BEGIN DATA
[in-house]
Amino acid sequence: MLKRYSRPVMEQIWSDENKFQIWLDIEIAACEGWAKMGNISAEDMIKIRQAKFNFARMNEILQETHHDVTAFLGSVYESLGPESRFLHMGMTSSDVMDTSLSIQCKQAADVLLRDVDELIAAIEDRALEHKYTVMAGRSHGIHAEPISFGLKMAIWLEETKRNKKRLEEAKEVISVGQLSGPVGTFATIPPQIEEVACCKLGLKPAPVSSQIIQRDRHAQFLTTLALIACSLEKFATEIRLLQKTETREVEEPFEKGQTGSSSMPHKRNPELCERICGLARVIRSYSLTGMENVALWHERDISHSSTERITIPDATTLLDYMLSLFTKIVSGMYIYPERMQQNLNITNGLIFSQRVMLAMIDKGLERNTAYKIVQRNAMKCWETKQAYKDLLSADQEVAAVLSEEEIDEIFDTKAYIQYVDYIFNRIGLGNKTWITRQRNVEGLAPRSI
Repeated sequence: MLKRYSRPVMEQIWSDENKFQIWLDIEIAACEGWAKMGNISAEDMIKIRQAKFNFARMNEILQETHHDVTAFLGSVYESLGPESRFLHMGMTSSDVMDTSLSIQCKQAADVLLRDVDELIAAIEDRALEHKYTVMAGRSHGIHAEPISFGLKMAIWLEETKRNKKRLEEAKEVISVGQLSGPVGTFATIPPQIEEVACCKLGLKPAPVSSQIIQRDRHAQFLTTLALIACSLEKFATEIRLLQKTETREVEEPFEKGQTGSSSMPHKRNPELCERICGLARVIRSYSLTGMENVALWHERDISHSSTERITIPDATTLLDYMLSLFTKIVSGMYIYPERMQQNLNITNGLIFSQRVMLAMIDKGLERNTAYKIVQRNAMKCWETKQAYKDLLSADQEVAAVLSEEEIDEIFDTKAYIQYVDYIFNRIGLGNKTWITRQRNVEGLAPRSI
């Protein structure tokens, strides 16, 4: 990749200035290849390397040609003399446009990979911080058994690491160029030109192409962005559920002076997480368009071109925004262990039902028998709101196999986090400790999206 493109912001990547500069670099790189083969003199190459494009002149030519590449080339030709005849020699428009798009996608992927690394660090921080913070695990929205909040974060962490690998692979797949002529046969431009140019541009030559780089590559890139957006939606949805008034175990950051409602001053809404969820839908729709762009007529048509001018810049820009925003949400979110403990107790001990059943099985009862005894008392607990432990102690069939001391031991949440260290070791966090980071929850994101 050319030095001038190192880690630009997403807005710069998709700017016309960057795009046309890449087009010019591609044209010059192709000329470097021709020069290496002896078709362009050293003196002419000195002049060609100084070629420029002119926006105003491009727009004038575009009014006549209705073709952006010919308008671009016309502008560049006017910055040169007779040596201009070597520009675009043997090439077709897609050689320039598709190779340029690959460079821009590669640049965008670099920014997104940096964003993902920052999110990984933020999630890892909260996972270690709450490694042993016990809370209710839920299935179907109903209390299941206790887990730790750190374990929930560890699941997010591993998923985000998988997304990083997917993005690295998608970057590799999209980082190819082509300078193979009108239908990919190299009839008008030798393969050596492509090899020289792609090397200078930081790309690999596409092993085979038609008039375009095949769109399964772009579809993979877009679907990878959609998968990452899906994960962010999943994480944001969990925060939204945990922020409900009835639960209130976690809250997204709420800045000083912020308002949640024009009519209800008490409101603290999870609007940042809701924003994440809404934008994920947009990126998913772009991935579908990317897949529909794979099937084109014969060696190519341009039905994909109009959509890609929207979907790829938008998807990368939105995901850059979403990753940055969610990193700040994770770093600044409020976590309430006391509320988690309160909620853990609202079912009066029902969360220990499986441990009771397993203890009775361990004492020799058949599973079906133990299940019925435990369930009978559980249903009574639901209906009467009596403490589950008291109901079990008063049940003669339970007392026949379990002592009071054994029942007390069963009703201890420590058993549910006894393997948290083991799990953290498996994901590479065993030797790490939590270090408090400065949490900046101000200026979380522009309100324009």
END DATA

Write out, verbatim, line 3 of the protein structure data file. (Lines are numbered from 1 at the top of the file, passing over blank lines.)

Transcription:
Repeated sequence: MLKRYSRPVMEQIWSDENKFQIWLDIEIAACEGWAKMGNISAEDMIKIRQAKFNFARMNEILQETHHDVTAFLGSVYESLGPESRFLHMGMTSSDVMDTSLSIQCKQAADVLLRDVDELIAAIEDRALEHKYTVMAGRSHGIHAEPISFGLKMAIWLEETKRNKKRLEEAKEVISVGQLSGPVGTFATIPPQIEEVACCKLGLKPAPVSSQIIQRDRHAQFLTTLALIACSLEKFATEIRLLQKTETREVEEPFEKGQTGSSSMPHKRNPELCERICGLARVIRSYSLTGMENVALWHERDISHSSTERITIPDATTLLDYMLSLFTKIVSGMYIYPERMQQNLNITNGLIFSQRVMLAMIDKGLERNTAYKIVQRNAMKCWETKQAYKDLLSADQEVAAVLSEEEIDEIFDTKAYIQYVDYIFNRIGLGNKTWITRQRNVEGLAPRSI